The most significant power allocated to PCCs, which had not been exercised by police authorities, is the power to appoint Chief Constables. Once again the record here has been mixed. Several PCCs have had fractious relationships with their Chief Constables and there have been a number of well-publicised fallouts between the individuals holding these prominent positions. The impact of such breakdowns on morale in the wider police force is also a cause for concern. A recent parliamentary select committee inquiry found that, as a result of the introduction of PCCs, police forces were finding it increasingly difficult to find candidates willing to take on the post of Chief Constable.

Whatever the flaws, the creation of Police and Crime Commissioners has drawn attention to a role which in the past was largely exercised without considerable public oversight or debate. While most PCCs are not perhaps household names, they have provided a focus for media and therefore public attention. Moreover, the high profile coverage of some of the problems associated with the role is perhaps an indication of an increase in accountability, and may therefore be seen as a good thing. The fact that PCC elections are this year being run alongside local elections will inevitably mean an increase in turnout. It is to be hoped that the next batch of Police and Crime Commissioners repay the voters’ confidence.

Dr Andrew Defty is Reader in Politics at the University of Lincoln. He tweets @adefty

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Will Jeremy Corbyn stand down if Labour loses the general election?

Defeat at the polls might not be the end of Corbyn’s leadership.

The latest polls suggest that Labour is headed for heavy defeat in the June general election. Usually a general election loss would be the trigger for a leader to quit: Michael Foot, Gordon Brown and Ed Miliband all stood down after their first defeat, although Neil Kinnock saw out two losses before resigning in 1992.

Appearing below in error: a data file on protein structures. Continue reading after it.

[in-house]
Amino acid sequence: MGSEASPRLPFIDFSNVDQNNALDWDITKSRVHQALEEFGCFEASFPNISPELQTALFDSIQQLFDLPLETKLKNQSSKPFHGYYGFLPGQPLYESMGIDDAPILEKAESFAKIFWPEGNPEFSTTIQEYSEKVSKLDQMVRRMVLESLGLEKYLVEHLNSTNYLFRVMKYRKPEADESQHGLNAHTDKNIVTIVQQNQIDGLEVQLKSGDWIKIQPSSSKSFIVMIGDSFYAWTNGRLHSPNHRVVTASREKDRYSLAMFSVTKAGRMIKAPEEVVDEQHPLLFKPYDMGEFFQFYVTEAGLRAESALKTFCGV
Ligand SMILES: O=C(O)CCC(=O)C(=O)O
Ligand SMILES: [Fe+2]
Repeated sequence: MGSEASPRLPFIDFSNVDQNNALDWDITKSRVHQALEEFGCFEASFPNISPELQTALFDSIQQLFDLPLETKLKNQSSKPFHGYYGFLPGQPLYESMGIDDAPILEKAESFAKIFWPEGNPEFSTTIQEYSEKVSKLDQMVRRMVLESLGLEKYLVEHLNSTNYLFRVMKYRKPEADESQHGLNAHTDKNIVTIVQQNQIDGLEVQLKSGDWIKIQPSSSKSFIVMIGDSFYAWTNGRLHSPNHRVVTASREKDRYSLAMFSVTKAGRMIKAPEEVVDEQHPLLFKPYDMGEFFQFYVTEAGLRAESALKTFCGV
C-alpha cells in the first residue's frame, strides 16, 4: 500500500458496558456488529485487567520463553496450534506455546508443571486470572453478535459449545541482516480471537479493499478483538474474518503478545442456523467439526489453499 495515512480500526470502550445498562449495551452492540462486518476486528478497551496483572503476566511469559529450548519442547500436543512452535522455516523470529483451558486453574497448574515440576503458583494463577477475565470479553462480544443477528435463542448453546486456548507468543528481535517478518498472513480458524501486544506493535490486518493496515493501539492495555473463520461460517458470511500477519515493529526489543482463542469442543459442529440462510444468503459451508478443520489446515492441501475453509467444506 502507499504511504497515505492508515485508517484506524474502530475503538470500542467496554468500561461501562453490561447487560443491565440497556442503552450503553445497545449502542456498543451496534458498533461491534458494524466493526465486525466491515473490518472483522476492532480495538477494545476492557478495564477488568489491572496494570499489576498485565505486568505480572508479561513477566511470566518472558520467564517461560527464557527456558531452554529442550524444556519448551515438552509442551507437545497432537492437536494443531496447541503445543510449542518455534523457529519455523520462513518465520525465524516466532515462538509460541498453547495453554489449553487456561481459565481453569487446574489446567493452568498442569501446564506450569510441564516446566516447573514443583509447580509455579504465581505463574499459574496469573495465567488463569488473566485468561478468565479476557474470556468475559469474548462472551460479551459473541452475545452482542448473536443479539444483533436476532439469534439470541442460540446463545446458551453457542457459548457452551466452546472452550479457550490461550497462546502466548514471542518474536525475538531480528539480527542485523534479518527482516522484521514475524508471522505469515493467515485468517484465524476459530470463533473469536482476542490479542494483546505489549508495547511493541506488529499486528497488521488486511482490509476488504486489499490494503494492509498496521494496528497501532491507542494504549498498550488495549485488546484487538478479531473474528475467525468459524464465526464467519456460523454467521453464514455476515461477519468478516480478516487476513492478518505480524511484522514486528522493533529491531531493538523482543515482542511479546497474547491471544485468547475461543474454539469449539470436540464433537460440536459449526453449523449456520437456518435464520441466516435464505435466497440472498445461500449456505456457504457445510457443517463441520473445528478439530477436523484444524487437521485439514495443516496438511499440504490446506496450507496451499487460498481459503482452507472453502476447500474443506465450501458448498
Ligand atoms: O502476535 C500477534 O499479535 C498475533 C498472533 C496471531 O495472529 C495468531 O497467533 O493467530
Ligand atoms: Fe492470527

It’s possible, if unlikely, that Corbyn could become prime minister. If that prospect doesn’t materialise, however, the question is: will Corbyn follow the majority of his predecessors and resign, or will he hang on in office?

Will Corbyn stand down? The rules

There is no formal process for the parliamentary Labour party to oust its leader, as it discovered in the 2016 leadership challenge. Even after a majority of his MPs had voted no confidence in him, Corbyn stayed on, ultimately winning his second leadership contest after it was decided that the current leader should be automatically included on the ballot.

This year’s conference will vote on to reform the leadership selection process that would make it easier for a left-wing candidate to get on the ballot (nicknamed the “McDonnell amendment” by centrists): Corbyn could be waiting for this motion to pass before he resigns.

Will Corbyn stand down? The membership

Corbyn’s support in the membership is still strong. Without an equally compelling candidate to put before the party, Corbyn’s opponents in the PLP are unlikely to initiate another leadership battle they’re likely to lose.

That said, a general election loss could change that. Polling from March suggests that half of Labour members wanted Corbyn to stand down either immediately or before the general election.

Will Corbyn stand down? The rumours

Sources close to Corbyn have said that he might not stand down, even if he leads Labour to a crushing defeat this June. They mention Kinnock’s survival after the 1987 general election as a precedent (although at the 1987 election, Labour did gain seats).

Will Corbyn stand down? The verdict

Given his struggles to manage his own MPs and the example of other leaders, it would be remarkable if Corbyn did not stand down should Labour lose the general election. However, staying on after a vote of no-confidence in 2016 was also remarkable, and the mooted changes to the leadership election process give him a reason to hold on until September in order to secure a left-wing succession.